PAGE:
# How do you check if a sequence of numbers is truly random? [duplicate]

Suppose a source produces an indefinite sequence of positive integers. How can you check whether the numbers are generated truly randomly?

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## marked as duplicate by LTS, user127096, RecklessReckoner, voldemort, Umberto P.Apr 12 at 3:23

What does that mean? –  Qiaochu Yuan Mar 12 '11 at 16:15
Do you mean to ask what I mean by 'random'? –  dbrane Mar 12 '11 at 16:22
I can't comment, so... I assume you've seen this [previous question][1]? [1]: math.stackexchange.com/questions/6196 –  Sergio Leone Mar 12 '11 at 16:28
That's actually precisely the kind of thing I was looking for. Thanks! –  dbrane Mar 12 '11 at 16:30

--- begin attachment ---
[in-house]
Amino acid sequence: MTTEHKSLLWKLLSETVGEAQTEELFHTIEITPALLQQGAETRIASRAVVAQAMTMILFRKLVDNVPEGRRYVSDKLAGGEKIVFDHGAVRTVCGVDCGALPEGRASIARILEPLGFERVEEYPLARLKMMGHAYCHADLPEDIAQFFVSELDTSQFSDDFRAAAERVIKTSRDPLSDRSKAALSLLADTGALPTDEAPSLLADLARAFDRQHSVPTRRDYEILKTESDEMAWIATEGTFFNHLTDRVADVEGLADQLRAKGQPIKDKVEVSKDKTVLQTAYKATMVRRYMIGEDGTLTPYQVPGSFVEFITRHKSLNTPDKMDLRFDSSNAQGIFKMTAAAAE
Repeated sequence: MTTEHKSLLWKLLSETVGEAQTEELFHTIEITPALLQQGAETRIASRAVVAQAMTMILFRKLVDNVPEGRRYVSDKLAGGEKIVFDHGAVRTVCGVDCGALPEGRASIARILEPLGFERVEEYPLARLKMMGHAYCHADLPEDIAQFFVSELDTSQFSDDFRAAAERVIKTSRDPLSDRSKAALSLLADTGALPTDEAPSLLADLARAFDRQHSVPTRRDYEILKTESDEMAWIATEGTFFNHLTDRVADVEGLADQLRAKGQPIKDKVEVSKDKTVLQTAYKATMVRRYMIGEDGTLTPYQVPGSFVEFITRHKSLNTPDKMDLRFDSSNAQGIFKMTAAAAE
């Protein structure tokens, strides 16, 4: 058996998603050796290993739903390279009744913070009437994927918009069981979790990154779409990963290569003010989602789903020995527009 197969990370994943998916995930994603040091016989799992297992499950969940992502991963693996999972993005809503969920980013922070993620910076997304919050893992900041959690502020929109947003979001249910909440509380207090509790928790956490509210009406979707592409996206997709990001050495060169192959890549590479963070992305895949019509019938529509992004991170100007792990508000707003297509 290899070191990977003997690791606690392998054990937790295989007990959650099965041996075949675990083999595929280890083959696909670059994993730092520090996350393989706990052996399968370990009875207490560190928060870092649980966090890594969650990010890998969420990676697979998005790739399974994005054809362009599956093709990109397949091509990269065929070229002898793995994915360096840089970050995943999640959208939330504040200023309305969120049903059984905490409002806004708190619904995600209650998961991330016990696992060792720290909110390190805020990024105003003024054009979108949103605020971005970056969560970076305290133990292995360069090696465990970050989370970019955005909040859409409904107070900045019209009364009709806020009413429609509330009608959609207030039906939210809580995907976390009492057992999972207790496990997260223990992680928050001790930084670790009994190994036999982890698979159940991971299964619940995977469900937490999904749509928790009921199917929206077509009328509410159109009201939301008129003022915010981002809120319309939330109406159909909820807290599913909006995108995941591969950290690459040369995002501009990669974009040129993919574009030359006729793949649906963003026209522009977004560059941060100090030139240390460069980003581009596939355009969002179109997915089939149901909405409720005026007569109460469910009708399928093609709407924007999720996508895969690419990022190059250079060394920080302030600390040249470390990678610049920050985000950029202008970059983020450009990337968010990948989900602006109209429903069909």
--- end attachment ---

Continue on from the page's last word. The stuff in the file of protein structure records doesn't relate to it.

–  Lie Ryan Mar 12 '11 at 16:41

There is a separate theory, called "Kolmogorov complexity" or "algorithmic randomness", which can be used to measure "how random" certain objects are, but the meaning of "random" here is not the same. Instead, a sequence of numbers is called "algorithmically random" if it satisfies a large collection of randomness properties (more formally, the sequence is random if it does not lie in any effective $G_\delta$ set of measure 0). This area is also well studied, and a lot is known about the sequences that are random in this sense. But a "random process", such as repeatedly rolling a fair die, is perfectly capable of generating a sequence that is not algorithmically random.